Two years ago today, the Colorado Rockies defeated the Chicago Cubs in the National League Wild Card game at Wrigley Field. My, how things have changed for the Rockies since that chilly night.
As long as I live, one of the highlights for me as a reporter will be sitting in the press box at Wrigley Field that night and not only watching the Colorado Rockies and Chicago Cubs battle for 13 innings, but also just feeling the tension inside the Friendly Confines rise as each out was recorded.
For Rockies fans, two years ago today may seem like a lifetime ago. It could easily be argued that that night in the Windy City was the pinnacle for the franchise during that entire decade.
After a late flight to Chicago following Game 163 in Los Angeles, Colorado put the disappointment of losing the NL West crown to the Dodgers behind it on a night that certainly felt like October in Wrigley Field.
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There were plenty of heroes for the Rockies that night. Kyle Freeland‘s 6.2 innings of four-hit, no-run pitching. Wade Davis with three strikeouts in 1.1 innings, and Scott Oberg going better than that with four Ks in 1.1 frames to earn the win.
Trevor Story going 3-for-6 at the plate, including a two-out single in the 13th that would be followed by a Gerardo Parra single that moved him to third and the now-famous Tony Wolters single that sent the Mountain time zone into a frenzy.
Just listen to the announcer below and flash back to the emotion you felt that night at that very moment that the Rockies took the lead in the 13th inning.
Let’s be honest, have we felt that way about this franchise or a moment on the field since that night? Oh sure, there have been great walk-off memories and defensive highlights along the way, but we also know the Milwaukee Brewers swept the Rockies in the NLDS following this moment in Chicago and Colorado hasn’t sniffed the postseason since then … or come close to finishing the season with a winning record.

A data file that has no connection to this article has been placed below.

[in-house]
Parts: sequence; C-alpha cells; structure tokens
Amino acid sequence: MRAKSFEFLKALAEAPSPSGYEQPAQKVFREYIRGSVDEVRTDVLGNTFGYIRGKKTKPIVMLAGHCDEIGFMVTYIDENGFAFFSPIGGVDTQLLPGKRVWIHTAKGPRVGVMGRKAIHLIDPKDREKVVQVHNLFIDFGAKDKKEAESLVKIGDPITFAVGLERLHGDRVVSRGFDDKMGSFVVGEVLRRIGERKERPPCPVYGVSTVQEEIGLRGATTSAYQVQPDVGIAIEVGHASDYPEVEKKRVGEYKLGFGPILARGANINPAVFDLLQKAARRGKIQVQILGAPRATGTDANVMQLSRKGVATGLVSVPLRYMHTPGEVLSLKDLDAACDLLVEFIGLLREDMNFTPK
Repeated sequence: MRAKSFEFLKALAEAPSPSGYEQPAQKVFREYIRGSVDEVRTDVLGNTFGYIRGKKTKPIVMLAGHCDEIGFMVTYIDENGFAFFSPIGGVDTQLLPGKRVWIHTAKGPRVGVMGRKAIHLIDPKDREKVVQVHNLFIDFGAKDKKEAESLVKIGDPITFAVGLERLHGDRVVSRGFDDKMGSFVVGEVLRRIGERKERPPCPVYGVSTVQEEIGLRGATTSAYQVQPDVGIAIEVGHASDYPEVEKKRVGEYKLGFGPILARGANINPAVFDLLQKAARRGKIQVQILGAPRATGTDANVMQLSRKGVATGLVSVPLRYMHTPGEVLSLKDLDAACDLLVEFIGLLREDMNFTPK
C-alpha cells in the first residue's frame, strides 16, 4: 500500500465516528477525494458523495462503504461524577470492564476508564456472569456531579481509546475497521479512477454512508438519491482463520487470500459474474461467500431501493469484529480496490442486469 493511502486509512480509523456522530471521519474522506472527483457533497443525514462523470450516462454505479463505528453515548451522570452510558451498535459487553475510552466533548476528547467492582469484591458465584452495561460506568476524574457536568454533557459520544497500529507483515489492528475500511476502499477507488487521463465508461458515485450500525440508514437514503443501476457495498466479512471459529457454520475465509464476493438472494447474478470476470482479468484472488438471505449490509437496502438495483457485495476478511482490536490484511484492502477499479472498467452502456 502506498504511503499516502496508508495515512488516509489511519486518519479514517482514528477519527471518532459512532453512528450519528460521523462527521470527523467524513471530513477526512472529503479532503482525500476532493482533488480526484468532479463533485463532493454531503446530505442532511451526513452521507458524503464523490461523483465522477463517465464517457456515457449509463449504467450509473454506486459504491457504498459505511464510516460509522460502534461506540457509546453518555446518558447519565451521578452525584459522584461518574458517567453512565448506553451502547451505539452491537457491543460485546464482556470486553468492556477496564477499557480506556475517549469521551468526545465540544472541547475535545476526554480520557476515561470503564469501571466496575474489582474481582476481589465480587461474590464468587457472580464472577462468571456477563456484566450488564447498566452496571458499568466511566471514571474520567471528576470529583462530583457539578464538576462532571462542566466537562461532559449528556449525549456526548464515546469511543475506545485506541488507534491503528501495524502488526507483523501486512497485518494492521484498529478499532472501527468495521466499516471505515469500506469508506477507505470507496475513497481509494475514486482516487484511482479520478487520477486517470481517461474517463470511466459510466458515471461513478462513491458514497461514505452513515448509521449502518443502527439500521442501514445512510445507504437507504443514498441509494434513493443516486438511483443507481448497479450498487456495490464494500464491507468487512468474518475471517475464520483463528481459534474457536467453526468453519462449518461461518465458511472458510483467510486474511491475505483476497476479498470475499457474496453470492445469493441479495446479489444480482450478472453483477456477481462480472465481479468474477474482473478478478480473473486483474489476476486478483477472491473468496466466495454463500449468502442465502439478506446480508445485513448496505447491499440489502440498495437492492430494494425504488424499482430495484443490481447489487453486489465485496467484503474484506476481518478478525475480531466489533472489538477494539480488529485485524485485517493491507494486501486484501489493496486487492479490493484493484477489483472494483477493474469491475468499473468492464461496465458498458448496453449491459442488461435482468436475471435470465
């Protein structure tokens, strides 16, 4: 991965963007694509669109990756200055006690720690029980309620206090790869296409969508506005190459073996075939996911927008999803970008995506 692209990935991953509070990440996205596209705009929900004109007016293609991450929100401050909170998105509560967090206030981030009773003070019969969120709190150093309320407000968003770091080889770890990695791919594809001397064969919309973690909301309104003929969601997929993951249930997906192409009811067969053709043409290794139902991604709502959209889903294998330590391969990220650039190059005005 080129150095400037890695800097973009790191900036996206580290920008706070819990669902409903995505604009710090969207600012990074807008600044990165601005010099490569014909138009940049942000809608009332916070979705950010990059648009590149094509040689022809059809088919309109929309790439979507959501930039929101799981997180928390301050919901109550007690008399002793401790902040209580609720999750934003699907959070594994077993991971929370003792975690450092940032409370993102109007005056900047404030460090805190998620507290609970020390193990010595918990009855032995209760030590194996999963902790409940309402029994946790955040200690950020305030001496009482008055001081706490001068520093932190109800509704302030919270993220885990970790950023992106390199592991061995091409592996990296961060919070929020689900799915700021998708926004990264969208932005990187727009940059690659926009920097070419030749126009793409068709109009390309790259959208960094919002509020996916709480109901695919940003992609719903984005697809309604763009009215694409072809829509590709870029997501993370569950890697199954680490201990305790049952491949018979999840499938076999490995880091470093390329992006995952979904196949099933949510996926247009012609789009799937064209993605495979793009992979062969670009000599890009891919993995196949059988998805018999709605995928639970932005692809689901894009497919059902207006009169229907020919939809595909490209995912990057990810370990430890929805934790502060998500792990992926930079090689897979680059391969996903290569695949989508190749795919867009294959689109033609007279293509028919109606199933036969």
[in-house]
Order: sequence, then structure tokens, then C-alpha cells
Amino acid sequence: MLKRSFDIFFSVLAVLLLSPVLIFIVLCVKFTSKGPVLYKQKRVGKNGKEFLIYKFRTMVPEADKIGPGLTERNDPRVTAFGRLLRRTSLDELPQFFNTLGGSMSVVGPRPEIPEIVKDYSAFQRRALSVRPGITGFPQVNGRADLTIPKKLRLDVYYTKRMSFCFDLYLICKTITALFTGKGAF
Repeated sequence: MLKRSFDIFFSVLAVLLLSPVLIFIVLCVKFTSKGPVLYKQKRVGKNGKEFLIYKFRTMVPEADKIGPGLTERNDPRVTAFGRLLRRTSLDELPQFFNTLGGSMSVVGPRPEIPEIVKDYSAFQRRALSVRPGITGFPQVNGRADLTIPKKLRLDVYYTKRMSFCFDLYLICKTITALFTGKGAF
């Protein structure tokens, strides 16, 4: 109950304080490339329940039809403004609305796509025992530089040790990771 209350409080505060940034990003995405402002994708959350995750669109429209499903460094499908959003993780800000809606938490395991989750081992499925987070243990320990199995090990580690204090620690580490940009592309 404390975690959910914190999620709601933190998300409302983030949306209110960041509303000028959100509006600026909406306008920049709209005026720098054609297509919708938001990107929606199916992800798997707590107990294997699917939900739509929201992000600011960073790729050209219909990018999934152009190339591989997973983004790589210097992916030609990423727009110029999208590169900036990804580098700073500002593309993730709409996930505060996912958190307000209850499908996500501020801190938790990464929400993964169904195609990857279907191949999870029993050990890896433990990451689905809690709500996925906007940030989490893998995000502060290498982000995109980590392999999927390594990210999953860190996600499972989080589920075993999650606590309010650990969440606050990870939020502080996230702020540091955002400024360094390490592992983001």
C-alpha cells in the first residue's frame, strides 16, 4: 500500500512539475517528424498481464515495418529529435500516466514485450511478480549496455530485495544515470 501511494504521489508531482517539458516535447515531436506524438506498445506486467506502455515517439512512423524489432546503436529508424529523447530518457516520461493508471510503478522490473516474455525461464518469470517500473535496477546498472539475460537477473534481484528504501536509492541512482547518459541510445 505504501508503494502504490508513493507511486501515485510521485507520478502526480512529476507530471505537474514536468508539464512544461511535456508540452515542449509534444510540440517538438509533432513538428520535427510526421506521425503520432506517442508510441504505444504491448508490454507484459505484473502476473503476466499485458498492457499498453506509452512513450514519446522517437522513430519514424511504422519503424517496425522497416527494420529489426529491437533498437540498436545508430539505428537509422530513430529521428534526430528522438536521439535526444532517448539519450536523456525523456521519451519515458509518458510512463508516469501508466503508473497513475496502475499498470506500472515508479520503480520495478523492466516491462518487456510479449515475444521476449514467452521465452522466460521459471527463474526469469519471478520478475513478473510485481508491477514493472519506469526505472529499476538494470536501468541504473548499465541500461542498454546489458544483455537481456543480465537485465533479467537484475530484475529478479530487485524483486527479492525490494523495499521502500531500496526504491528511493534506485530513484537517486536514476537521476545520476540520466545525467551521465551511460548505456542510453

Look where we are at this very moment. We are now asking exactly how long Nolan Arenado and Story will be a part of the franchise. We’re wondering exactly how Arenado and GM Jeff Bridich reached the point where they were before the 2020 season (and presumably still are). We’re asking if Scott Oberg and David Dahl can return healthy. We’re wondering when the Rockies will return to relevancy and challenge for the division crown again.
As I sit here preparing to watch the Cubs play an elimination game today against the Miami Marlins, I’m flashing back to two years ago and thinking how much the world (and the franchise) has changed. I have to admit, I’m a bit melancholy while those thoughts run through my head.
But I’m also not just looking back, but looking ahead as well. I’m anxious to hear from Colorado leadership (hopefully soon) and what their plans are for the offseason. I’m interested to see what the spin will be on the failed contracts of Daniel Murphy and the combined super bullpen. I’m very curious to understand what lies ahead for Brendan Rodgers, Sam Hilliard, Ryan McMahon, and the next wave of potential Rockies impact-makers.
More than anything, I’m ready to feel those emotions from Chicago in October of 2018. It’s just a question of when this franchise will be in that position again knowing all of the immediate needs and questions that must be addressed.